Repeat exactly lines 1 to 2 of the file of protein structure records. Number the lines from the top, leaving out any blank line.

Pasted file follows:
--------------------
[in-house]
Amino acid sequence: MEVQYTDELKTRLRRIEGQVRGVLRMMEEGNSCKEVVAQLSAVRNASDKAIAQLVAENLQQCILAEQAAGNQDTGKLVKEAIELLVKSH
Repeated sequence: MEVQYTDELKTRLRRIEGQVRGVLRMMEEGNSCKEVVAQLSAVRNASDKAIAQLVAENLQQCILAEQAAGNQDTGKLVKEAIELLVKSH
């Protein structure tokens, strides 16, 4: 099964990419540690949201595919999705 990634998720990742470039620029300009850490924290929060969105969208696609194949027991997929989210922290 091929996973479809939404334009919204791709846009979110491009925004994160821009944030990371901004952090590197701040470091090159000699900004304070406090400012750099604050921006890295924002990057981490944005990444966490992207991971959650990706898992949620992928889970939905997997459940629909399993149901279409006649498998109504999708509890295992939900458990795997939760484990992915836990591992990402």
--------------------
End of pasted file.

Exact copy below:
[in-house]
Amino acid sequence: MEVQYTDELKTRLRRIEGQVRGVLRMMEEGNSCKEVVAQLSAVRNASDKAIAQLVAENLQQCILAEQAAGNQDTGKLVKEAIELLVKSH